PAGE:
To investigate the influence of precipitation, sunshine duration and wind speed on activity and flight altitude, these meteorological factors were additionally included in the data analysis. Weather data were obtained by querying the Environmental Data Automated Track Annotation system (Env-DATA) (Dodge et al 2013) in Movebank (Kays et al. 2021) for the respective data points, which provided data from the European Centre for Medium-range Weather Forecasts (European Centre for Medium-range Weather Forecast 2011). The weather parameters were average values over a model grid box of 0.75° and 3-h time steps. The reference area corresponding to the study area was approximately 53 × 83 km. Only wind speeds up to 10 m/s were included in the analysis since faster speeds were rare, and thus, the number of data points was too small for evaluation.
The processing of the raw data and the statistical analyses were performed with SAS 9.4 software (SAS Institute Inc., Cary, NC, USA). All statistical significance tests were carried out considering a five percent error probability. Due to the exploratory nature of the present study, correction for multiple testing was not foreseen.
Determination of daily activity start and activity end
The correlation between sunrise and activity start and between sunset and activity end was analysed using Pearson correlation and Spearman rank correlation analyses. A comparison of the start and end of observed activity, representing the temporal difference between sunrise and the first measured activity and the temporal difference between the last measured activity and sunset, respectively, was performed using a mixed linear regression model considering breeding season phase and sex as fixed factors, as well as the time of sunrise and sunset. Individual differences between animals were accounted for in the model by adding the animal as a random factor. Differences between subgroups (e.g., sexes) estimated from the regression model were expressed directly as temporal differences and represent the differences in estimated subgroup-specific daily activities.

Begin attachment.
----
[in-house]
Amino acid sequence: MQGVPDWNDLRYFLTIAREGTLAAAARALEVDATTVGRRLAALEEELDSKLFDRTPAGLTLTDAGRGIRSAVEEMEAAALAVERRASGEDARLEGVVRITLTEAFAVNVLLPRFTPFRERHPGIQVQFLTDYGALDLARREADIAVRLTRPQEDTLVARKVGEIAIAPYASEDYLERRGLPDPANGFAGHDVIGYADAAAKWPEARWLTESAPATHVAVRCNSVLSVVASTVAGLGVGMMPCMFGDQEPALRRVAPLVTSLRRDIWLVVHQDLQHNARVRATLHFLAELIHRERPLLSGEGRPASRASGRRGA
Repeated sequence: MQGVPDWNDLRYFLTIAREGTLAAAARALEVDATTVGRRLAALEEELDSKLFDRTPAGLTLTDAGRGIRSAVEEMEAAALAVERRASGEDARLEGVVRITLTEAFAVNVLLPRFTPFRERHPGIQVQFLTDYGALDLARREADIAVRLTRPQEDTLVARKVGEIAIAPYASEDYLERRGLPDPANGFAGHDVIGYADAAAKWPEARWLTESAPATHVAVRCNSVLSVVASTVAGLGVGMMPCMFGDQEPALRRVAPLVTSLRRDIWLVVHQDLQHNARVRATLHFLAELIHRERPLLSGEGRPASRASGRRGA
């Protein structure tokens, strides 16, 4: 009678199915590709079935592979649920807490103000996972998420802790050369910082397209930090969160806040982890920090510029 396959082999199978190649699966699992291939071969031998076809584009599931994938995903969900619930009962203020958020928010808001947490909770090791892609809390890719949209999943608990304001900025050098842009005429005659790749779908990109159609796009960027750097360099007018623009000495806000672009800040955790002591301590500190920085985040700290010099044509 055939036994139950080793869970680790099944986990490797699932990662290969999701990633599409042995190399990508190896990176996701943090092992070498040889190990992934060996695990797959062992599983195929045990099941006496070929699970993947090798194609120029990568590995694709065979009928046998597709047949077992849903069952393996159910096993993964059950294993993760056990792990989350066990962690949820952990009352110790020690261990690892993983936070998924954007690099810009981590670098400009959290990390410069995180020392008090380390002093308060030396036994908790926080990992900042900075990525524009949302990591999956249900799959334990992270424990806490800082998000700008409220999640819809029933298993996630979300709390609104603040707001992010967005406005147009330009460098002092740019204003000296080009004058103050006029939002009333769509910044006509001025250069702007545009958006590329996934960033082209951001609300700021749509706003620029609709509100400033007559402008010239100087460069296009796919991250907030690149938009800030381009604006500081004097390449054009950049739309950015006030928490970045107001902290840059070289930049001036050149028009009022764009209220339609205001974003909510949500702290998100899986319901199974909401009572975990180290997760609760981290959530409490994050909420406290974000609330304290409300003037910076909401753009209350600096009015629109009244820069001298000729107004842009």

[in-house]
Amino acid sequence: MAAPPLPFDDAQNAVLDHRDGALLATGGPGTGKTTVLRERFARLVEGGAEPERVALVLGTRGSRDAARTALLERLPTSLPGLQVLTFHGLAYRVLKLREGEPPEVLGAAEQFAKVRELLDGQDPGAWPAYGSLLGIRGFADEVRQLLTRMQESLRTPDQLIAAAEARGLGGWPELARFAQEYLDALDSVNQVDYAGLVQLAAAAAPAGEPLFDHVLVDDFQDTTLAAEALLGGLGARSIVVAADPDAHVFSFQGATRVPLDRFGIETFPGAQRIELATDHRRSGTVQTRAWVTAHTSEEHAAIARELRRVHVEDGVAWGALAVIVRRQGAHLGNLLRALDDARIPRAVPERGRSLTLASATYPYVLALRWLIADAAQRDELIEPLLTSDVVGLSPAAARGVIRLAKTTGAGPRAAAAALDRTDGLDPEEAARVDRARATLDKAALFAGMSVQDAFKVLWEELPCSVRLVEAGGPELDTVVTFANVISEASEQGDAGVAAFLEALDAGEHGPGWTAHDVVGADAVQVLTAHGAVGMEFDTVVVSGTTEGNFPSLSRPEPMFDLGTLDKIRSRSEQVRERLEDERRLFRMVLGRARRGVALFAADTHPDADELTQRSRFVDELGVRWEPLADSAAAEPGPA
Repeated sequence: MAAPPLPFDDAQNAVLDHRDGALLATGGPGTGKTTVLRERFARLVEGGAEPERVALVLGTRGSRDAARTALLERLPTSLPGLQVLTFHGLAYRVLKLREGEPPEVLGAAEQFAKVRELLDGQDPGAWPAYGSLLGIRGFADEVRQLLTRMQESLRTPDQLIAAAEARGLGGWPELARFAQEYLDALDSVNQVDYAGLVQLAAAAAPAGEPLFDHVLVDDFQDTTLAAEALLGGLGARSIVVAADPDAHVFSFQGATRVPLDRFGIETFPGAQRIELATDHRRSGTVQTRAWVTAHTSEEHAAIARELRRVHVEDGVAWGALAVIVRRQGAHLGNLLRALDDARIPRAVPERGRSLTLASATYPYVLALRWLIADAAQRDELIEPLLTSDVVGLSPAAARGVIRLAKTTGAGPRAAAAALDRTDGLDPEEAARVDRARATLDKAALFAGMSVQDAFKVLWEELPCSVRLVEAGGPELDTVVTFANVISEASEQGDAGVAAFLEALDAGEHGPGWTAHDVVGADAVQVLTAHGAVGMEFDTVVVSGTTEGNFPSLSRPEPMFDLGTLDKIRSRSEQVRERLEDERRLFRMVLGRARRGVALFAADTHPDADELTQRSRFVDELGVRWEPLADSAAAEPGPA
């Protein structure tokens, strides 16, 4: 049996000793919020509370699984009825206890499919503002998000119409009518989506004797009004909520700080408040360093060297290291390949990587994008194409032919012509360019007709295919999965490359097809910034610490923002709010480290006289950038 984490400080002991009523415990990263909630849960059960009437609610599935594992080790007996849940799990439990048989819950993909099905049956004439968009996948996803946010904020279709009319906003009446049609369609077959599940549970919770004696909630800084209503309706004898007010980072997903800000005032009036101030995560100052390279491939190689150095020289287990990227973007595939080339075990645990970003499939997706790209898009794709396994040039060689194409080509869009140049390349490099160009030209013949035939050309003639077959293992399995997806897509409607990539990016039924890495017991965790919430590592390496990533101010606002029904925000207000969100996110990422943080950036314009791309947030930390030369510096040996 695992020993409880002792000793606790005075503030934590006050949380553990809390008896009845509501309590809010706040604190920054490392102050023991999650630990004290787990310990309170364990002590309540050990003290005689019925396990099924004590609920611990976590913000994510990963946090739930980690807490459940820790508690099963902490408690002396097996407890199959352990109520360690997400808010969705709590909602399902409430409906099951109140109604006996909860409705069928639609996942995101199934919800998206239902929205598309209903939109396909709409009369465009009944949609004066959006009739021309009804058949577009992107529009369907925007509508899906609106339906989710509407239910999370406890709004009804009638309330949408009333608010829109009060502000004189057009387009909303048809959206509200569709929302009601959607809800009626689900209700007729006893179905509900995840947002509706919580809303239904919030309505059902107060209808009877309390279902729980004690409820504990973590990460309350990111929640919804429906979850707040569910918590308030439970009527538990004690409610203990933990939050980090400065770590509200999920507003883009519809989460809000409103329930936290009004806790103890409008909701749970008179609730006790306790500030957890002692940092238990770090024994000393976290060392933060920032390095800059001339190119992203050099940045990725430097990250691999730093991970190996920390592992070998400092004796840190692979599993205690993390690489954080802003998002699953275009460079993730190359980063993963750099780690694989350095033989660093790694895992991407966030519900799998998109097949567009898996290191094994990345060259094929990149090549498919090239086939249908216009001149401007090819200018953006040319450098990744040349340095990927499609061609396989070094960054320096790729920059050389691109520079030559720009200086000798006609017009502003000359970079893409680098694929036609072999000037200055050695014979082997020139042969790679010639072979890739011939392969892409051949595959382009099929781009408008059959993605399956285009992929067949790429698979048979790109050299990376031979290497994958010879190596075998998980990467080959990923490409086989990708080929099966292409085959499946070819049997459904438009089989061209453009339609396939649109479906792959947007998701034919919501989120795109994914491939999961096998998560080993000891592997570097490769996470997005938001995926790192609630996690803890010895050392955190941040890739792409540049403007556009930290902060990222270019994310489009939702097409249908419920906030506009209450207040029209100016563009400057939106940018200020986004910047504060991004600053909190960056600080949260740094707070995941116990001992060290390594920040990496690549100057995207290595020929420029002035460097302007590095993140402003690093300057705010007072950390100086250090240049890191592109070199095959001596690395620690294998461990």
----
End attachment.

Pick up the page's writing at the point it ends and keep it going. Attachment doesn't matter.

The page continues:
Flight activity in breeding season phases
The comparison of the relative flight activity, which in each case represents the proportion of readings “in flight” among the available measurements, was performed using a Poisson regression model. In this model, “readings in flight”, which were represented by count data and were considered the dependent variable, was described by the linear combination of the independent explanatory variables of sex, breeding season phase, and hourly interval. Additionally, the interaction of breeding time phase and sex was analysed. The observed number of measurements “in flight” depended on the number of available measurements (i.e., “in flight” and “at rest”). Thus, from a content point of view, the proportion was modelled instead of the absolute number. This was realised by considering the different number of underlying measurements on the individual aggregation level as offsets. Several observations of an animal were included in the model (e.g., several breeding phases; several hourly intervals per breeding phase). Accordingly, modelling of repeated measures was performed; observations from different individuals were assumed to be independent, whereas multiple responses from the same subject were assumed to be correlated. The differences between subgroups (e.g., sexes) estimated from the Poisson regression model are expressed as relative risks (RRs) and represent the quotient of the estimated subgroup-specific flight activities.
Accuracy of GPS altitude measurements
The analysis of the test measurements, based on altitude differences, was primarily descriptive. The variation in the altitude difference related to a specific point in time was additionally determined as residual scatter in a linear model with a random logger effect to detect logger-specific measurement differences. There were no significant differences among loggers in the current study.
The comparison of flight heights was performed using a mixed log-linear regression model (log-transformation: natural logarithm) considering breeding success and sex as independent explanatory variables. In addition, the interaction of breeding success and sex was analysed. The fact that the data were dependent observations (multiple observations in different years per animal) was taken into account as a random effect (transmitter number and year). Data from nonbreeders were not included in the analysis, as these data were available for only one male. Differences between subgroups (e.g., sexes) estimated from the regression model are interpreted as ratios (due to log scaling).
Meteorological influencing factors
In the data analyses, the weather data related to precipitation, sunshine duration and wind speed were additionally considered, i.e., in addition to the primary analysis, meteorological influences were included in corresponding models as additional explanatory variables. The results provide information about the estimated effect size as well as the statistical significance of the meteorological factors. In addition, sex-specific models derived from a limited database comprising either males or females were constructed.